RS&H provided numerous services related to this project development and environment (PD&E) study, including assistance in the NEPA process, preparation of NEPA and design traffic documents, development of alternative alignments to avoid and minimize impacts to Section 4(f) properties, evaluation of wetland impacts and mitigation alternatives, preparation of cost estimates, and toll feasibility studies.
RS&H faced two major challenges on the project. The first was public involvement and achieving consensus among the two involved municipalities and two separate counties on the preferred replacement bridge location. RS&H overcame this challenge through communication of solid engineering and environmental data. The project team set up a Project Advisory Group composed of representatives from the affected communities and other local stakeholders. In addition, RS&H held special meetings with the stakeholders to resolve any conflicts. RS&H’s ability to elevate the regional benefits of the project improvements above the parochial issues on each side of the bay were instrumental in securing consensus for the project.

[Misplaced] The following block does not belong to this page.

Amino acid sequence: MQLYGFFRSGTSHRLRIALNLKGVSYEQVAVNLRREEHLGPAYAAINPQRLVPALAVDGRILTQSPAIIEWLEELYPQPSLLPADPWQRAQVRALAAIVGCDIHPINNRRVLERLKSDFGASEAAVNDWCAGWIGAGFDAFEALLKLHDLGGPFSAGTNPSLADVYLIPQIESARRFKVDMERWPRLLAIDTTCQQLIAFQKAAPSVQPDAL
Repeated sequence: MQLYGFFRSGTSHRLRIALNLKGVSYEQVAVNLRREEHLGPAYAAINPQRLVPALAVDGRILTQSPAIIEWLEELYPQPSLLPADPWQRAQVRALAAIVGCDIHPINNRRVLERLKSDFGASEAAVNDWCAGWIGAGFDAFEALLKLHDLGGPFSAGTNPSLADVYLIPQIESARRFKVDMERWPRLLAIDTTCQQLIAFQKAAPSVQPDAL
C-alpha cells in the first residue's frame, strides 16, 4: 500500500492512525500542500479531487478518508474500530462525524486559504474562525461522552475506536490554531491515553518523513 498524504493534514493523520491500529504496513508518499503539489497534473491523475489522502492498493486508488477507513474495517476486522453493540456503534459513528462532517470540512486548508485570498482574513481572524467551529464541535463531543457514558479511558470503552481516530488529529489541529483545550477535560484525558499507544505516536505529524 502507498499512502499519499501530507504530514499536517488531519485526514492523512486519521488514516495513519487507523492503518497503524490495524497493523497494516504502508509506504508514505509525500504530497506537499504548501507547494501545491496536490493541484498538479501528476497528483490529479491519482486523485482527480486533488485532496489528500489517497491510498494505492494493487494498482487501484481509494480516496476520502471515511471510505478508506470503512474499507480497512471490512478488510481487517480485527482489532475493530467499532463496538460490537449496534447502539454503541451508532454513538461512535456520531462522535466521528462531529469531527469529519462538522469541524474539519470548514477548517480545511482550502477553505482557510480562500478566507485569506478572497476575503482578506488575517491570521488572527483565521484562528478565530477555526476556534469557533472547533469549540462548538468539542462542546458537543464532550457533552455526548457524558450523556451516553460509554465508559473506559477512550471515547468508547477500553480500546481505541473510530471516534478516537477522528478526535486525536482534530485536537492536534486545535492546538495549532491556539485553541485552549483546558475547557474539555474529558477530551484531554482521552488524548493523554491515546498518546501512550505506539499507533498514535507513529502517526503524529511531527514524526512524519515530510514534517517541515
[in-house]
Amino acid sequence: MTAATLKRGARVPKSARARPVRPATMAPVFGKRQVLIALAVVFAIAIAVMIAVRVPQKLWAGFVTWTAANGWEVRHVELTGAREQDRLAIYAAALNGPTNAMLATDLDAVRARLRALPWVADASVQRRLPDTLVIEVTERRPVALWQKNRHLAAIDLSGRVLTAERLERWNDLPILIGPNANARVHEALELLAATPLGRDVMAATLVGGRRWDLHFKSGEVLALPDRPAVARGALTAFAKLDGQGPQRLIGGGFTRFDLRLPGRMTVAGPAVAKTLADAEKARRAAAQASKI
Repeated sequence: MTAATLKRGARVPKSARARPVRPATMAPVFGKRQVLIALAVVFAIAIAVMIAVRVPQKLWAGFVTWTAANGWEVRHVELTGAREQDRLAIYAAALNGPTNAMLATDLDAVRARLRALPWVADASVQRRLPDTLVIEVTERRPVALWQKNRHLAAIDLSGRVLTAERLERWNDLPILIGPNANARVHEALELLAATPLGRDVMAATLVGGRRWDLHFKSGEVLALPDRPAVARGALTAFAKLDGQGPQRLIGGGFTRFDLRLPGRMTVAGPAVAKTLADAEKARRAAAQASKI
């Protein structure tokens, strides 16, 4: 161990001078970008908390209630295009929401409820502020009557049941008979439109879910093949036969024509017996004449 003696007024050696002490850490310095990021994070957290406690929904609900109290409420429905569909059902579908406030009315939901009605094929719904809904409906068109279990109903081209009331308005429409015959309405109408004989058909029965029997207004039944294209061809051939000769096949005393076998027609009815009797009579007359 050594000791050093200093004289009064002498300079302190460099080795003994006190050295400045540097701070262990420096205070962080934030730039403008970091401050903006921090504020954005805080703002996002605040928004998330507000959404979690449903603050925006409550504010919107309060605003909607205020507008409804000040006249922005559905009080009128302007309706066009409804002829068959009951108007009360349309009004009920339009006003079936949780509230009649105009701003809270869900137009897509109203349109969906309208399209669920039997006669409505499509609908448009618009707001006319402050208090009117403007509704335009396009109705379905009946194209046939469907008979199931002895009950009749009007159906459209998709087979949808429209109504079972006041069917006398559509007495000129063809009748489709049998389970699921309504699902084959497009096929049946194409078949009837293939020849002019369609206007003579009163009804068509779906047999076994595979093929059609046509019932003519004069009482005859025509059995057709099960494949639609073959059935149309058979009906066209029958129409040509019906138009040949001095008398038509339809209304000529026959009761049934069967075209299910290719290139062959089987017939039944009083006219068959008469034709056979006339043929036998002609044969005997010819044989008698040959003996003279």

The second challenge was securing Federal Highway Administration (FHWA) approval of the use of parkland on each side of the bay crossing and demonstrating that there was no feasible alternative to the use of park property. RS&H created a mitigation plan that incorporated multimodal connectivity across the bay, provided safer access to the parks, improved circulation within the parks, and provided covered parking by extending the bridges through the park area. RS&H prepared numerous post-construction perspective views that demonstrated the major improvements that would be realized.
RS&H’s familiarity with the NEPA process and preparation of quality documents minimized FHWA review time and provided a legally sufficient decision for the use of Section 4(f) parkland and a NEPA compliant “Finding of No Significant Impact” for the project.